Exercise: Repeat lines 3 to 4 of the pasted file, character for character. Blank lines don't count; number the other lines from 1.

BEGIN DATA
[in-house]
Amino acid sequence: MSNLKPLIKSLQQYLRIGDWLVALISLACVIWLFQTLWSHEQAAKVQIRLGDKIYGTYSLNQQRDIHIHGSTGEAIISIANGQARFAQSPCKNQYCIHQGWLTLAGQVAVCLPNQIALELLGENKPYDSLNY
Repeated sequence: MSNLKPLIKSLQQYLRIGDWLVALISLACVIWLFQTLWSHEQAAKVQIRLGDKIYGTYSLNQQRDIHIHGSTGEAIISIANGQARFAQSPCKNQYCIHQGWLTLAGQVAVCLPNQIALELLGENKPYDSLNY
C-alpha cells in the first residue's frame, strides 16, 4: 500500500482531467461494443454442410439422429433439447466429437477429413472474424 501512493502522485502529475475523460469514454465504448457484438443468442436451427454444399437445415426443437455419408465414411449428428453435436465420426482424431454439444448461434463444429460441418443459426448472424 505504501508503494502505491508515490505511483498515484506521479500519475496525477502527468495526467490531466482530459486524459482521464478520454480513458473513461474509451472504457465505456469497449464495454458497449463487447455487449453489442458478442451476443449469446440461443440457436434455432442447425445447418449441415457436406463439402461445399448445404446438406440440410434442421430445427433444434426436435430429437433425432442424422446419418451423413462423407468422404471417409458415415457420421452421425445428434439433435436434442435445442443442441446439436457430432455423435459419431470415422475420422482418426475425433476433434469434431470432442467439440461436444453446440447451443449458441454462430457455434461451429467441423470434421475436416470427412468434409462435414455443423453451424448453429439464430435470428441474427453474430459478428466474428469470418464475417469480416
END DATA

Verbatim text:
Repeated sequence: MSNLKPLIKSLQQYLRIGDWLVALISLACVIWLFQTLWSHEQAAKVQIRLGDKIYGTYSLNQQRDIHIHGSTGEAIISIANGQARFAQSPCKNQYCIHQGWLTLAGQVAVCLPNQIALELLGENKPYDSLNY
C-alpha cells in the first residue's frame, strides 16, 4: 500500500482531467461494443454442410439422429433439447466429437477429413472474424 501512493502522485502529475475523460469514454465504448457484438443468442436451427454444399437445415426443437455419408465414411449428428453435436465420426482424431454439444448461434463444429460441418443459426448472424 505504501508503494502505491508515490505511483498515484506521479500519475496525477502527468495526467490531466482530459486524459482521464478520454480513458473513461474509451472504457465505456469497449464495454458497449463487447455487449453489442458478442451476443449469446440461443440457436434455432442447425445447418449441415457436406463439402461445399448445404446438406440440410434442421430445427433444434426436435430429437433425432442424422446419418451423413462423407468422404471417409458415415457420421452421425445428434439433435436434442435445442443442441446439436457430432455423435459419431470415422475420422482418426475425433476433434469434431470432442467439440461436444453446440447451443449458441454462430457455434461451429467441423470434421475436416470427412468434409462435414455443423453451424448453429439464430435470428441474427453474430459478428466474428469470418464475417469480416